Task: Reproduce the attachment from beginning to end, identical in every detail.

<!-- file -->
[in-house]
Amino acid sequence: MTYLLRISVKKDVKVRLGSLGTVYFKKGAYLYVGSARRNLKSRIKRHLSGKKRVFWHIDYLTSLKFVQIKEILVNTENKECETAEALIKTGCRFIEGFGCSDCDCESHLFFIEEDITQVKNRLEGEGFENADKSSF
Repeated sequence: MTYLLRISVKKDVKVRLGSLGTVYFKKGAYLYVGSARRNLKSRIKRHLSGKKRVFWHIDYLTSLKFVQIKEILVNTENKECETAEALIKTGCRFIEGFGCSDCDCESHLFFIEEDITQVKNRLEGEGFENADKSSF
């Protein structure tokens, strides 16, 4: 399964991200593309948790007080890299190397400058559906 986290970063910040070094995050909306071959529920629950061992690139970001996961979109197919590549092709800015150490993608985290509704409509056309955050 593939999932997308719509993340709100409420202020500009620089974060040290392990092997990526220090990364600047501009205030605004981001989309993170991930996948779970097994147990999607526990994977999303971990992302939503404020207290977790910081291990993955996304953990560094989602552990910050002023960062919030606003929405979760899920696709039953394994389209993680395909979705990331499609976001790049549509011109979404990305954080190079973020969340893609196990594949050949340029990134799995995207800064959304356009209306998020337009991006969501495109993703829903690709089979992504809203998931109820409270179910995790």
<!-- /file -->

[in-house]
Amino acid sequence: MTYLLRISVKKDVKVRLGSLGTVYFKKGAYLYVGSARRNLKSRIKRHLSGKKRVFWHIDYLTSLKFVQIKEILVNTENKECETAEALIKTGCRFIEGFGCSDCDCESHLFFIEEDITQVKNRLEGEGFENADKSSF
Repeated sequence: MTYLLRISVKKDVKVRLGSLGTVYFKKGAYLYVGSARRNLKSRIKRHLSGKKRVFWHIDYLTSLKFVQIKEILVNTENKECETAEALIKTGCRFIEGFGCSDCDCESHLFFIEEDITQVKNRLEGEGFENADKSSF
């Protein structure tokens, strides 16, 4: 399964991200593309948790007080890299190397400058559906 986290970063910040070094995050909306071959529920629950061992690139970001996961979109197919590549092709800015150490993608985290509704409509056309955050 593939999932997308719509993340709100409420202020500009620089974060040290392990092997990526220090990364600047501009205030605004981001989309993170991930996948779970097994147990999607526990994977999303971990992302939503404020207290977790910081291990993955996304953990560094989602552990910050002023960062919030606003929405979760899920696709039953394994389209993680395909979705990331499609976001790049549509011109979404990305954080190079973020969340893609196990594949050949340029990134799995995207800064959304356009209306998020337009991006969501495109993703829903690709089979992504809203998931109820409270179910995790």